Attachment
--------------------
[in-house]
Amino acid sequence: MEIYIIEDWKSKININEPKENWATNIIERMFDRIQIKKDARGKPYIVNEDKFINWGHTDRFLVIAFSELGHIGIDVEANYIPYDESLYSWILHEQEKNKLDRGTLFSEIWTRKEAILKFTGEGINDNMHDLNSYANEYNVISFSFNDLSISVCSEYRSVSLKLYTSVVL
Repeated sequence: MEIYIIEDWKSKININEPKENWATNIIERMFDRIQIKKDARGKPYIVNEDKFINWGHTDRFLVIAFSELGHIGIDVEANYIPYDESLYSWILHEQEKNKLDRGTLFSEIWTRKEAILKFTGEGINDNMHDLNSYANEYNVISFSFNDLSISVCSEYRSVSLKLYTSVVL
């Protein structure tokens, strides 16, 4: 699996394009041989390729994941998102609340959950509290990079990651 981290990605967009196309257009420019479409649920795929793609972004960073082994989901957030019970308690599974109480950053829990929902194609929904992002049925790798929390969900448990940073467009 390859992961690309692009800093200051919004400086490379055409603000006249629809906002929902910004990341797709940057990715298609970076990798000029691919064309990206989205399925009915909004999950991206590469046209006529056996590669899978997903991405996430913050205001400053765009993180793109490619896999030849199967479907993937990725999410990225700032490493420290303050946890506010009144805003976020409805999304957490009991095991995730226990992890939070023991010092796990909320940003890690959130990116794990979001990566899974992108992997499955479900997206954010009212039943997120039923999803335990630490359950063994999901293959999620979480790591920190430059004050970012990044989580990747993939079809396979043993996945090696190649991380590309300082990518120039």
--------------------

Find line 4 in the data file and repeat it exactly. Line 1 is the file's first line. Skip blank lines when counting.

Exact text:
């Protein structure tokens, strides 16, 4: 699996394009041989390729994941998102609340959950509290990079990651 981290990605967009196309257009420019479409649920795929793609972004960073082994989901957030019970308690599974109480950053829990929902194609929904992002049925790798929390969900448990940073467009 390859992961690309692009800093200051919004400086490379055409603000006249629809906002929902910004990341797709940057990715298609970076990798000029691919064309990206989205399925009915909004999950991206590469046209006529056996590669899978997903991405996430913050205001400053765009993180793109490619896999030849199967479907993937990725999410990225700032490493420290303050946890506010009144805003976020409805999304957490009991095991995730226990992890939070023991010092796990909320940003890690959130990116794990979001990566899974992108992997499955479900997206954010009212039943997120039923999803335990630490359950063994999901293959999620979480790591920190430059004050970012990044989580990747993939079809396979043993996945090696190649991380590309300082990518120039």